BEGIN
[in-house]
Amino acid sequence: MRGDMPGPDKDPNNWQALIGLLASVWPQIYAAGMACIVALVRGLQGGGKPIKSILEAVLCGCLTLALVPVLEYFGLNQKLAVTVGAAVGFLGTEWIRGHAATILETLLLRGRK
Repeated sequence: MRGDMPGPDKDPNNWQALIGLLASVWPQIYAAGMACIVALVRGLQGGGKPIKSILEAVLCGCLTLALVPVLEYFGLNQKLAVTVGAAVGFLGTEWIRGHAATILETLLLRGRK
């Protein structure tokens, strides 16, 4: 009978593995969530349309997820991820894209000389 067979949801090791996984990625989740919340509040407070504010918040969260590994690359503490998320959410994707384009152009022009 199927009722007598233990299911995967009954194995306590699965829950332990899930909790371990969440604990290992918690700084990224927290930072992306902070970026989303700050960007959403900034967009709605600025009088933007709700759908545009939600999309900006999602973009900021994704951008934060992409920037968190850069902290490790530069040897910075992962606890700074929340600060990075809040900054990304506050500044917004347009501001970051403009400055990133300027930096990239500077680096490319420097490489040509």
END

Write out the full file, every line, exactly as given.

[in-house]
Amino acid sequence: MRGDMPGPDKDPNNWQALIGLLASVWPQIYAAGMACIVALVRGLQGGGKPIKSILEAVLCGCLTLALVPVLEYFGLNQKLAVTVGAAVGFLGTEWIRGHAATILETLLLRGRK
Repeated sequence: MRGDMPGPDKDPNNWQALIGLLASVWPQIYAAGMACIVALVRGLQGGGKPIKSILEAVLCGCLTLALVPVLEYFGLNQKLAVTVGAAVGFLGTEWIRGHAATILETLLLRGRK
């Protein structure tokens, strides 16, 4: 009978593995969530349309997820991820894209000389 067979949801090791996984990625989740919340509040407070504010918040969260590994690359503490998320959410994707384009152009022009 199927009722007598233990299911995967009954194995306590699965829950332990899930909790371990969440604990290992918690700084990224927290930072992306902070970026989303700050960007959403900034967009709605600025009088933007709700759908545009939600999309900006999602973009900021994704951008934060992409920037968190850069902290490790530069040897910075992962606890700074929340600060990075809040900054990304506050500044917004347009501001970051403009400055990133300027930096990239500077680096490319420097490489040509």